Washington state to make Medical Assistants work under RN license? - page 3
Hi all. This is for Washington state RNs in particular and I am sure in coming years other states are going to attempt this in state BONs. The DOH ( which is our BON here in Washington ) has proposed draft rules about... Read More
- 1Nov 30, '12 by BrandonLPNThere's a role for everyone. MAs, LPNs, ADNs and BSNs. If certain people's goal of having the only level of nursing be the BSN.... well, that's going to leave a vacuum that's going to be filled by.... what? Employers are NOT going to fill the old LPN/ADN slots with BSNs. At least, not for long. By making the nurse too expensive an option for LTC, clinics and, eventually, hospital floors, we will see MAs and techs rise up to replace them.
- 2Nov 30, '12 by bbmtnbbI'm not sure I truly get the mentality of this. Yes, we all know it revolves around cutting expenses--BUT--weren't LV/LPN or CNA's less expensive? They definately have more clinical time than any MA program. I speak from experience as I have taken an "Clinical Medical Asssiting" program and had the added course of Phlebotomy CPT-1 in California. I am waiting on my CPT-1 (phleb lic) to come in the mail from the state but did not even sit for my national certification exam for MA ( I still can if I wanted to). I did not feel a non licensed position was my best bet. I did learn some pharmocology, but not contradicitons, side effects, indications--just names, common generics, general classification and main reason for use (not really indications as it only addressed a dx and not symptoms). I would actually feel better having an MA just take vitals (and am not really sure on that one too) As for the phlebotomy course, that was quite different. I had to understand A LOT more and had much more rigid testing and clinicals. I had an externship that req'd 100 blood draws at a minimum and most of these were the elderly with poor veins and "ex" junkies with no veins. My skills at blood drawing are excellent and that is ONLY due to my training and practice. Here is the thing, an MD can say HE trained the MA in the skills of phlebotomy. HUH? Really, I wonder how long teh MD had in training for blood draws much less for training others WHILE he is at the office?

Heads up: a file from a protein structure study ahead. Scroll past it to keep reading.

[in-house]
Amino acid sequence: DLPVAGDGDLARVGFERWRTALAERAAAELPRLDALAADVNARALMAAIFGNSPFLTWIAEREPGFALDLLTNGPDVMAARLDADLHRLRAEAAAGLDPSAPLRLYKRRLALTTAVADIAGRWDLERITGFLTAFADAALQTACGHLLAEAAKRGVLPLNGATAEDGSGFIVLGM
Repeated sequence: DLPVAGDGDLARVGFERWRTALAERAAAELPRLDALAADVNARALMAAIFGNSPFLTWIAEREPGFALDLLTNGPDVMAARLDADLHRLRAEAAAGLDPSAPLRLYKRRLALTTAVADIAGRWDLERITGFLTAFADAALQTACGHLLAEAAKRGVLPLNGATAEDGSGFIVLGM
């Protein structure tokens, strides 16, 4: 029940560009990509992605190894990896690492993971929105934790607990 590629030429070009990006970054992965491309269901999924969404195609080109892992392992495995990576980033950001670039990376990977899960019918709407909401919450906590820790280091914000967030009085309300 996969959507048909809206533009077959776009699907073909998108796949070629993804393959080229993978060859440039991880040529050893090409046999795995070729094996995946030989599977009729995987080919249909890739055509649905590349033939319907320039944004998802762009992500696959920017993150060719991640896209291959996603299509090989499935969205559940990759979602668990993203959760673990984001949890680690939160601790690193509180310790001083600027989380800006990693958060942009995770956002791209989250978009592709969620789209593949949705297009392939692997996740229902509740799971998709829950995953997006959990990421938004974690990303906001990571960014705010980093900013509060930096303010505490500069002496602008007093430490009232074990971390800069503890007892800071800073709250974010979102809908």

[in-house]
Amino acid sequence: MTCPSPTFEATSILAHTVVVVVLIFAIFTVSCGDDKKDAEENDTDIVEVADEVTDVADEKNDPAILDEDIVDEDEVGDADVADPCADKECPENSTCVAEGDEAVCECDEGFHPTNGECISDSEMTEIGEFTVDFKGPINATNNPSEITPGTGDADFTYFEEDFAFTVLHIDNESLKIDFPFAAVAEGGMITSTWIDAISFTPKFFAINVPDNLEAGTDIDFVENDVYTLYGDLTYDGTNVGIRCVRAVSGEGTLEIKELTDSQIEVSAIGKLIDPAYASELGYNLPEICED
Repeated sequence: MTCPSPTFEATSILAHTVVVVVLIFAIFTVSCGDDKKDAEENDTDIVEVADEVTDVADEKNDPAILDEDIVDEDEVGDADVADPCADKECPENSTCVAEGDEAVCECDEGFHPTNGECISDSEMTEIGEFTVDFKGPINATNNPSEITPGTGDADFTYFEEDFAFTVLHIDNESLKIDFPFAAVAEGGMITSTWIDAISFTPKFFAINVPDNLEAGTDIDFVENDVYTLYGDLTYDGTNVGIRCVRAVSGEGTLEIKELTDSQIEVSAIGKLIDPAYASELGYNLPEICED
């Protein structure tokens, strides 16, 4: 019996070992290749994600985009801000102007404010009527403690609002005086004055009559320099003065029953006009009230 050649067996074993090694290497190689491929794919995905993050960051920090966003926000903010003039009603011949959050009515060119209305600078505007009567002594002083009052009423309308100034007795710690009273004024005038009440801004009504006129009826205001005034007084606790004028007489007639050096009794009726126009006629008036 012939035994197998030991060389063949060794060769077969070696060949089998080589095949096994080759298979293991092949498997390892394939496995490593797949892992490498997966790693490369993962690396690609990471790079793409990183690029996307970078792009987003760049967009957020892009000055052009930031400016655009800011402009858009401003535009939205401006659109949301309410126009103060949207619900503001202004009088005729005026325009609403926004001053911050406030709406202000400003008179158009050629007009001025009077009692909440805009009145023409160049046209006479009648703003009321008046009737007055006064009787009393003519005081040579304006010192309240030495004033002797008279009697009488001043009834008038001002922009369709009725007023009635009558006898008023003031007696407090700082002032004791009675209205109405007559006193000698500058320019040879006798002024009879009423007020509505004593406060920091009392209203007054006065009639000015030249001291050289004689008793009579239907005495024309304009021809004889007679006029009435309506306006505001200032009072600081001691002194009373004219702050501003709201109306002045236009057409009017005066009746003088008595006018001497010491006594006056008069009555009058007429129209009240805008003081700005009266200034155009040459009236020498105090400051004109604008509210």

So, we left the trained LVN/LPN's behind in many hospitals and are now going to the poorly trained MA? So why did they get rid of the LVN's then? Don't get it. They were already saving money paying a nurse--lower level than ADN or BSN but still a NURSE. BTW, I do feel even more confident in my EMT skills from the course I am currently in. I have had the full semester of Anatomy and trying to get into the full semester of physiology for prereqs. That helps my understanding a lot too. I just don't have trust that an MA has the skills.
I also thought they were supposed to be there to assist setting up patient rooms and doing vitals but the MD was the one doing the exam. If you have a nurse in a hospital doing these things SHE IS examining the patient and relaying it to the doctor. She gets to make some nursing based decisions. An MA is NOT trained to do this. So, now nurses won't be going into see their patients just telling the MA to do it and overseeing it? Or do the nurses follow the MA into the room and tell the MA what to do? See, the MA may go in first to set up, but the doctor always goes in to assess.
Hope I can figure out what to do when I get my BSN that is not pencil pushing! I did not want a desk job. Hoping for NP eventually but in emergency care setting. (I think) Those with the know how and licensure should protest this. Hahaha maybe all the MA's and doctors can work at the hospital now and we nurses will retire or just do the paperwork.
- 0Nov 30, '12 by mariebailey, MSN, RNI know of a medical practice who let their medical assistants administer vaccines. When I worked in that state, I was able to review the records via the state immunization registry because they were often mutual patients. The number of vaccine administration errors we came across from that practice was substantial and concerning.